Sir Samuel Hulse (1747/8–1837), army officer and court official, was the second son of Sir Edward Hulse, second baronet (d. 1800), and his wife, Hannah, the daughter of Samuel Vanderplank, a merchant, and the grandson of the physician Sir Edward Hulse. He entered the army in the 1st foot guards as ensign on 17 December 1761. As captain and lieutenant-colonel he was present with his battalion during the Gordon riots in 1780. In 1793, as brevet-colonel and regimental first major, he commanded the 1st battalion of his regiment with the duke of York at the siege of Valenciennes, in the brilliant affair under Major-General Gerard Lake at Lincelles, and during the operations before Dunkirk, until October, when he returned home on promotion. After returning to Flanders as major-general in May 1794, he commanded a brigade in some minor affairs near Tournai and in the retreat to Bremen. Early in 1795 he was appointed to the home staff, and commanded at Brighton for three years.
In 1798 Hulse became lieutenant-general and was dispatched to Ireland with reinforcements, including a brigade of guards. He returned to his command at Brighton in November of that year, served under the duke of York in the expedition to The Helder in 1799, and afterwards succeeded Lord Grey in command of the south-eastern district. He became a full general in 1803, and was appointed lieutenant-governor of Chelsea Hospital in 1806 and governor in 1820. One of the first to be appointed by George III to the suite of the young prince of Wales (afterwards George IV), he was for many years the prince's treasurer and receiver-general. At the prince's coronation as George IV, Hulse, one of the two eldest generals, was created field marshal. He became treasurer of George IV's household, and was vice-chamberlain from 1827 until the king's death three years later. Hulse was a GCH and a privy councillor and colonel successively of the 56th, 19th, and 62nd foot. He died at his residence in Chelsea Hospital on 1 January 1837, aged eighty-nine, and was buried in the family vault at Erith, Kent. He was survived by his widow, Charlotte, who died on 5 February 1842.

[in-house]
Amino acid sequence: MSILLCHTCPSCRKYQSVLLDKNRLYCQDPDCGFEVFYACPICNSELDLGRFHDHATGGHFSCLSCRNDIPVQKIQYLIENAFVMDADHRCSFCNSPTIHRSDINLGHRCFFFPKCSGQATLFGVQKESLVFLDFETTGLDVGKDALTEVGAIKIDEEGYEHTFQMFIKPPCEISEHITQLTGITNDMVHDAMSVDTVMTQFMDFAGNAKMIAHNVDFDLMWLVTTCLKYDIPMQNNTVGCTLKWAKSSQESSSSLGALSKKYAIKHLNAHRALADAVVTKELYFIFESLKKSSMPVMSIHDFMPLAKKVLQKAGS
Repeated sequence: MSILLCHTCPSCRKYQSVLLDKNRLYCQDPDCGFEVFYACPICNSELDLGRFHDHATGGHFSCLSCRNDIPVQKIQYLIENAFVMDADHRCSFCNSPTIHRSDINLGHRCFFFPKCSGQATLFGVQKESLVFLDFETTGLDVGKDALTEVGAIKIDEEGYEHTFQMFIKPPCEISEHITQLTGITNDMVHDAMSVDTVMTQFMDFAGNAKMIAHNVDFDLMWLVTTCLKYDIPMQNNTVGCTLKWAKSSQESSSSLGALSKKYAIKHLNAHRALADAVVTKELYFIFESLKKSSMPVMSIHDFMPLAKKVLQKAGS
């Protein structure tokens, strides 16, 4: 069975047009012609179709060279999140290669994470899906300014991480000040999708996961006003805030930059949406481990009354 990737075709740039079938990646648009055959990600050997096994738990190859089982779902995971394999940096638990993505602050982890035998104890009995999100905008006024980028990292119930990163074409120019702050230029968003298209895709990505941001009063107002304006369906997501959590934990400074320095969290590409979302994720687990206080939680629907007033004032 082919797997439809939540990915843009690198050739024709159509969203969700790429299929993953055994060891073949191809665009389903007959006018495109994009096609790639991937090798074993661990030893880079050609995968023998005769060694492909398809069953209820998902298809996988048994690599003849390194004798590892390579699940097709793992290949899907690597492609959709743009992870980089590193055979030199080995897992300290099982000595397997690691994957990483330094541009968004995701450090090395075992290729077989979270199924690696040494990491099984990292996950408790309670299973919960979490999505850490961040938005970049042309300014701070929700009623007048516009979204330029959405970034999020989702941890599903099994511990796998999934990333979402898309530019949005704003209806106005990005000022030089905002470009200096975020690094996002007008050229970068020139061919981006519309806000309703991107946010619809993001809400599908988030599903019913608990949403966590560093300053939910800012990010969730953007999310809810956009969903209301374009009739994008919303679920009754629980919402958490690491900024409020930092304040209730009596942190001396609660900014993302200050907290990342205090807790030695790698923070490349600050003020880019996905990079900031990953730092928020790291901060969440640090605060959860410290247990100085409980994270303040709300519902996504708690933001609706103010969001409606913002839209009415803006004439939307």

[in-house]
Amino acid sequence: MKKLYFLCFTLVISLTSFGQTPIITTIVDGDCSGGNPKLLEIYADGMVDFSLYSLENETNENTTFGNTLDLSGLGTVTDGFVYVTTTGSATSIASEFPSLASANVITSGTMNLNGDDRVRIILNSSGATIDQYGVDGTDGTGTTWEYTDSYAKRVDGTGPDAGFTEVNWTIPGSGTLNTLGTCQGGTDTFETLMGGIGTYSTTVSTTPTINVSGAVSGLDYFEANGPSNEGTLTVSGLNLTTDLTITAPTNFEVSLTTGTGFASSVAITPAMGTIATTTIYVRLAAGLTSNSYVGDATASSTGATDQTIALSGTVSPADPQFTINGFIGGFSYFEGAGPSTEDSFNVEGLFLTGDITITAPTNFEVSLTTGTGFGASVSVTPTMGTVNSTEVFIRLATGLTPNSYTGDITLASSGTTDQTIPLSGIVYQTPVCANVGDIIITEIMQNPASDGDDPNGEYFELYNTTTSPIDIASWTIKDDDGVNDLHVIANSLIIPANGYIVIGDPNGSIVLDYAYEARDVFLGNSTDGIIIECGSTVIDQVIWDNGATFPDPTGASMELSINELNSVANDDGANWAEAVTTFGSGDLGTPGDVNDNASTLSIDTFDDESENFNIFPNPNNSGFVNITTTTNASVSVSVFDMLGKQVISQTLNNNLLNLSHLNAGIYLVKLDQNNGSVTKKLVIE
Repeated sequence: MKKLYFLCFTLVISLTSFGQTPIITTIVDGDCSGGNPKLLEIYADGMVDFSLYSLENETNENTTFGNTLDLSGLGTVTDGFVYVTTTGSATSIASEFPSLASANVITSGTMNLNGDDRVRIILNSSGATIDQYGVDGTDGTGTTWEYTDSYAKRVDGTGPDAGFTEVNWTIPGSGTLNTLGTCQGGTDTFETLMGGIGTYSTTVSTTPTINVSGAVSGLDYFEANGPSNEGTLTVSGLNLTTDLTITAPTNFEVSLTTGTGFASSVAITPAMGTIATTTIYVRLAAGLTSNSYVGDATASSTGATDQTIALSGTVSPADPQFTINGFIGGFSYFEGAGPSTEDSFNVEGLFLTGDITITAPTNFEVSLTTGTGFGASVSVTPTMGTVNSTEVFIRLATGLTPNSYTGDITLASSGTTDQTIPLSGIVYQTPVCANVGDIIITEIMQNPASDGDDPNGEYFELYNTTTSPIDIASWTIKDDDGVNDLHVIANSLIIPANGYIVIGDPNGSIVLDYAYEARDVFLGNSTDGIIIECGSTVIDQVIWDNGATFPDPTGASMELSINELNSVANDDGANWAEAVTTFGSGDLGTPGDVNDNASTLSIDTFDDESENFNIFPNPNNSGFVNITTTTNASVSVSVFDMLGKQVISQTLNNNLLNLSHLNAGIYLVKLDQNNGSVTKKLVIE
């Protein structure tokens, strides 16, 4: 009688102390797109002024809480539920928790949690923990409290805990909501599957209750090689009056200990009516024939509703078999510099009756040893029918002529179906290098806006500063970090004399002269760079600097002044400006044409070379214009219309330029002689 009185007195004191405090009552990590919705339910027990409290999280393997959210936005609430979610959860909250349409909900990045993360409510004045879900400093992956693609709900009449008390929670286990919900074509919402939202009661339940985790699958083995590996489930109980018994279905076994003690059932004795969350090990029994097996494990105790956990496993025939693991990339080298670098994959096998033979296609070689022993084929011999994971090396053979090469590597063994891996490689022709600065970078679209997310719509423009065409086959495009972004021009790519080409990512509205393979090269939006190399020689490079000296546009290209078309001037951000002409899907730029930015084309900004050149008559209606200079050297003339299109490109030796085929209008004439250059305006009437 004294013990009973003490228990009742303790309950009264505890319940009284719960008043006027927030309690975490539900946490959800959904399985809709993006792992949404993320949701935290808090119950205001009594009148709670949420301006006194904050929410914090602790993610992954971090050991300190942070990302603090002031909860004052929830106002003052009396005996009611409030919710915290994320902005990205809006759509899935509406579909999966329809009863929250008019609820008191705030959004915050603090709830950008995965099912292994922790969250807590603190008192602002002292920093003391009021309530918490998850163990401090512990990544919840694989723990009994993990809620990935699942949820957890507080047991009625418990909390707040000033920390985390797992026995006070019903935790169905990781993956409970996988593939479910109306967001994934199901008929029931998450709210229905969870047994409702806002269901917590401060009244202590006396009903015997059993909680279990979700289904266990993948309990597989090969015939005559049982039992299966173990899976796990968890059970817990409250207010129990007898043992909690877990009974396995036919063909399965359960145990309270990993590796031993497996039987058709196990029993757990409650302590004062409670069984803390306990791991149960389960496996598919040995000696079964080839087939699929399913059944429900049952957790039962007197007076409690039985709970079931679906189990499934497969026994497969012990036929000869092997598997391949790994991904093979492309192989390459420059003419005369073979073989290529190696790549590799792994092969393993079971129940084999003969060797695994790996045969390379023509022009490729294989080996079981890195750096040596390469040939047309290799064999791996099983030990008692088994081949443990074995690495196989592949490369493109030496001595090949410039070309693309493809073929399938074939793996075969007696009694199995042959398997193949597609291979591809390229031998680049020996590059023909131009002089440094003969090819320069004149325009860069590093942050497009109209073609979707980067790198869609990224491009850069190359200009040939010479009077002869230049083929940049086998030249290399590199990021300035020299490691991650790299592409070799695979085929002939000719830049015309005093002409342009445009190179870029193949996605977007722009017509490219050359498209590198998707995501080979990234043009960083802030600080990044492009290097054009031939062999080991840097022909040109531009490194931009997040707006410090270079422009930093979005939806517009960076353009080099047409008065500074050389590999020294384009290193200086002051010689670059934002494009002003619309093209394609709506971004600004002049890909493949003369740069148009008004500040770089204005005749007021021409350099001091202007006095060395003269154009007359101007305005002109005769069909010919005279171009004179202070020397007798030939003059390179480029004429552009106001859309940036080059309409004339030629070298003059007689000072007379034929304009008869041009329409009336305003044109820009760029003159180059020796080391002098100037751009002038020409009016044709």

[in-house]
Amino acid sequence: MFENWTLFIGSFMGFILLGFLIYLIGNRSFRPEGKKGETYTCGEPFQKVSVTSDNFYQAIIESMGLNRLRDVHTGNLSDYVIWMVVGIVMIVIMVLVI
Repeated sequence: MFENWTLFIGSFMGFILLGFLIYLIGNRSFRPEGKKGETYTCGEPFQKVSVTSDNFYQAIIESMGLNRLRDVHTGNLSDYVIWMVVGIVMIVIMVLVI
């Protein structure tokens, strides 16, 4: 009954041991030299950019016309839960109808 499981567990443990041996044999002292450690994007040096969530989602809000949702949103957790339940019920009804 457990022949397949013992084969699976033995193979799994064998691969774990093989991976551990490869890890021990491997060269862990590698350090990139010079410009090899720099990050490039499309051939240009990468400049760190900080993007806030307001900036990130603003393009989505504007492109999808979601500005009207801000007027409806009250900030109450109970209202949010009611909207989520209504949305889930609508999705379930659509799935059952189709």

H. M. Chichester, revised by Philip Carter Oxford DNB
Sir William John Newton (1785–1869) was an English miniature-painter, in fashion in the early part of the 19th century.
Born in London, he was the son of James Newton the engraver, and nephew of Willam Newton (1735–1790) the architect. He began his career as an engraver, and executed a few plates, including a portrait of Joseph Richardson, M.P., after Martin Archer Shee. Concentrating then on miniature-painting, he became one of the most fashionable artists of his day, and for many years his only real rival was Sir William Ross. In 1831 he was appointed miniature-painter in ordinary to William IV and Queen Adelaide, and from 1837 to 1858 held the same post under Queen Victoria. He was knighted in 1837.
Though popular, Newton was never elected to the Royal Academy. He long resided in Argyll Street, London; after his retirement he moved to 6 Cambridge Terrace, Hyde Park, where he died 22 January 1869.
Newton was a constant contributor to Royal Academy exhibitions, from 1808 to 1863. He found a method for joining several pieces of ivory to form a large surface, and was then able to paint some larger groups. Three of these were: The Coronation of the Queen, 1838; The Marriage of the Queen, 1840; and The Christening of the Prince of Wales, 1842.
Many of Newton's portraits were engraved, including those of Stephen Lushington, Joanna Baillie, Sir Herbert Taylor, Joseph Hume, Lady Byron, Mary Ann Paton, and Lady Sophia Gresley. Some drawings by Newton, among them a self-portrait, went to the print room of the British Museum.
Newton married in 1822 Anne, daughter of Robert Faulder; she died in 1856. Their son, Harry Robert Newton, an architect, studied under Sydney Smirke; he died in November 1889. His collection of drawings and manuscripts went to the Institute of British Architects.